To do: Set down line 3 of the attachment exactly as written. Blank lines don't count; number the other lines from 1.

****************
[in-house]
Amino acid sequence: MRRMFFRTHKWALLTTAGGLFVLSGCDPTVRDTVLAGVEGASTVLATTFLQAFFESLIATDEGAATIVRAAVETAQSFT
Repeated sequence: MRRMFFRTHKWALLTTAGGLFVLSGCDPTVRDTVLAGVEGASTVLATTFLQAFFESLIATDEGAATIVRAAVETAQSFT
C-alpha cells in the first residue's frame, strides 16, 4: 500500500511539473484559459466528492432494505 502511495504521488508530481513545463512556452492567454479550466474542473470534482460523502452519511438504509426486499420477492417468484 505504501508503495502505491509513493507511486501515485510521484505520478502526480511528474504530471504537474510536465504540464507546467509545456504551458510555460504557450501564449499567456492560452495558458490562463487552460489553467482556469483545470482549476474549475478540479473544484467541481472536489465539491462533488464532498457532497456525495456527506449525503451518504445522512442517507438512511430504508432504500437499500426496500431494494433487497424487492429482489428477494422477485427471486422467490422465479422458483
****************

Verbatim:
Repeated sequence: MRRMFFRTHKWALLTTAGGLFVLSGCDPTVRDTVLAGVEGASTVLATTFLQAFFESLIATDEGAATIVRAAVETAQSFT